BOSTON (CBS) - Groceries are not a discretionary item in your budget. We have to buy food, but you do have some flexibility as to how and where you spend your grocery money.
Consecutive years of drought in the west has caused produce and meat prices to increase. And the bird flu is driving up egg prices.
But with some pre-planning and some discipline you may be able to get your groceries on the cheap. Going cheap doesn't mean you have to lower your standards. It means changing how you purchase those goods and services to keep the things that are important to you.
What do you buy every week? Make a list. Walmart and Target are good places to start for staples. Walmart is also a good place for produce. I bought peaches from 3 different sources last week. Paying 99 cents at Walmart, $1.99 at the grocery store and $2.99 at a farm stand. We had a "peach off" and my family liked the Walmart peaches the best.
Create a weekly shopping list. What is your family going to eat this week? What are you going to cook?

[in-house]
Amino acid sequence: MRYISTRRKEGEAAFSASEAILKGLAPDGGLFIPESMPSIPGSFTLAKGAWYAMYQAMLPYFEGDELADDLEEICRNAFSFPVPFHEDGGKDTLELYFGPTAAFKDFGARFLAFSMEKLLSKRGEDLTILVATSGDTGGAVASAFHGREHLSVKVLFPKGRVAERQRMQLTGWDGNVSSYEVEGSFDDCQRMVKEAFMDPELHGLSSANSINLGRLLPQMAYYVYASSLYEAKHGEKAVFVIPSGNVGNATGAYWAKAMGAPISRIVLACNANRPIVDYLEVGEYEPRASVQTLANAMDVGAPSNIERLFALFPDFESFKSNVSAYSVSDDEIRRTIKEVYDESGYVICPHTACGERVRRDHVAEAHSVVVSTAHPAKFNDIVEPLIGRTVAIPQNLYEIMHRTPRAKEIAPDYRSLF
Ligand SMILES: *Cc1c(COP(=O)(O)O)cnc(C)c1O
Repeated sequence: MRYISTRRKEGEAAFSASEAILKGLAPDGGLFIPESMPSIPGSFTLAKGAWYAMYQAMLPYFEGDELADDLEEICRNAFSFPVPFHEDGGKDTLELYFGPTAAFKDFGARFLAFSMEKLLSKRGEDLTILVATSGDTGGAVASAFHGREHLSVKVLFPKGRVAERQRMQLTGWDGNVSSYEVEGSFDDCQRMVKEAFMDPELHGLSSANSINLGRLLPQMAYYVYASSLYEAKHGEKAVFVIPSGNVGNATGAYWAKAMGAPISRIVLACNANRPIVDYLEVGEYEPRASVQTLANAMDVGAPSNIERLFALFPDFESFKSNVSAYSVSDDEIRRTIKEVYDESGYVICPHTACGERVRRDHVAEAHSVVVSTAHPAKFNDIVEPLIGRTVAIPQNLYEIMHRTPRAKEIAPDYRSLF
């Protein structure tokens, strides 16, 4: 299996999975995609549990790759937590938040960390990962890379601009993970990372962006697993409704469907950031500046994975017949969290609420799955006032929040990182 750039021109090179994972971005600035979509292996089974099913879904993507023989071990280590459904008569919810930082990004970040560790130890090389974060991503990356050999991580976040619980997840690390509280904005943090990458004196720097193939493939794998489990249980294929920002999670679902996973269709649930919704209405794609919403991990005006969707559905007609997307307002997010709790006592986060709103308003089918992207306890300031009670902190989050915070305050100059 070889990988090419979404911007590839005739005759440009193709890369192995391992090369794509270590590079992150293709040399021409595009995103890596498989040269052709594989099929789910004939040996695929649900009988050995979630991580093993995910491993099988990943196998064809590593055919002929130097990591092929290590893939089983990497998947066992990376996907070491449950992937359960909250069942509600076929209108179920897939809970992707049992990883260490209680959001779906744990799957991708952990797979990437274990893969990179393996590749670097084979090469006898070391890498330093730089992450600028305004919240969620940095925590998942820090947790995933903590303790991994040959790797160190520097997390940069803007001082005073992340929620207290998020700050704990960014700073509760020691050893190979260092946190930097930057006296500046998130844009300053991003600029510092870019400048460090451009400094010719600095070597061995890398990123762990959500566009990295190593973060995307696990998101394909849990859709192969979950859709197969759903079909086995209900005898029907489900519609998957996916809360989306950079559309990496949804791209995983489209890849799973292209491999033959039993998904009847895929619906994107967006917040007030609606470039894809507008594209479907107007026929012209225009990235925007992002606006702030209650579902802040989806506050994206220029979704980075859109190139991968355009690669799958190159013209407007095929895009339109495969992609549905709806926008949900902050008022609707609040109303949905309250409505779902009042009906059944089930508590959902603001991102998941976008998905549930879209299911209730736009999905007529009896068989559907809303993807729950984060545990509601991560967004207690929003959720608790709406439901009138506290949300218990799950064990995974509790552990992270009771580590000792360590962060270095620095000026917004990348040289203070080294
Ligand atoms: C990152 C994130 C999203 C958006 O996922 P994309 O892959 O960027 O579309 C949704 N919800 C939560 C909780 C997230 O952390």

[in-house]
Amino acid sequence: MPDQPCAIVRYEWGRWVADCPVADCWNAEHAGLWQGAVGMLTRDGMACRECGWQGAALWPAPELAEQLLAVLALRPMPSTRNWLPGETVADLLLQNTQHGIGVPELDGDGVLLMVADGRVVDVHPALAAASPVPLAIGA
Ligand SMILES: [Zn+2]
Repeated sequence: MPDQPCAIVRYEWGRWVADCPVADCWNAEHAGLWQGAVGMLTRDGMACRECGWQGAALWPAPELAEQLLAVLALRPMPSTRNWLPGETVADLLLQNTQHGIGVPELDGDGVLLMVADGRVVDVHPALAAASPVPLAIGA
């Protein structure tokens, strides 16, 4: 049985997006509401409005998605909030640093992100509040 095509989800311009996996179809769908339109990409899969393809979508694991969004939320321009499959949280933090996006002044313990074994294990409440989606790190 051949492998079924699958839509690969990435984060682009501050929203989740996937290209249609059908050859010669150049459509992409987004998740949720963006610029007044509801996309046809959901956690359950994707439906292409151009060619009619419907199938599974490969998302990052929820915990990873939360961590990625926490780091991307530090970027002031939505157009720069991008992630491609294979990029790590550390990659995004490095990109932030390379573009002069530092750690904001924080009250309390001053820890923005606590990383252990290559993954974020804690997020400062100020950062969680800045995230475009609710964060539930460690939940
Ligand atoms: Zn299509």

Clip coupons. Most of us cannot duplicate the coupon divas that claim they feed their family for $10 a week. You never see coupons for blueberries or broccoli, usually its processed foods. Clip what you know your family will eat.
Do you find yourself singing along to the music in the grocery store? Grocery stores want you to be happy and not in a hurry so you will stay longer and spend more. The grocery carts have increased in size in hopes you will fill it.
Then there are the great smells that come your way. Roasted chicken near the front as you arrive and oh the bakery with samples to entice you. That roasted chicken is usually a lost leader and a good deal.
The beautiful fresh produce again placed right where you will need to walk by to pick up that gallon of milk or loaf of bread in the back of the store. These are just a few of the ways the grocery stores try to keep you longer in their stores and spending more.
And before you set foot in a grocery store make sure you have eaten something. Shopping when hungry weakens our willpower!
One more thing: The average household in America wastes about $2,300 in food each year. -Huffington Post, August 21, 2012
You can hear Dee Lee's expert financial advice on WBZ NewsRadio 1030 each weekday at 1:55 p.m., 3:55 p.m., and 7:55 p.m.
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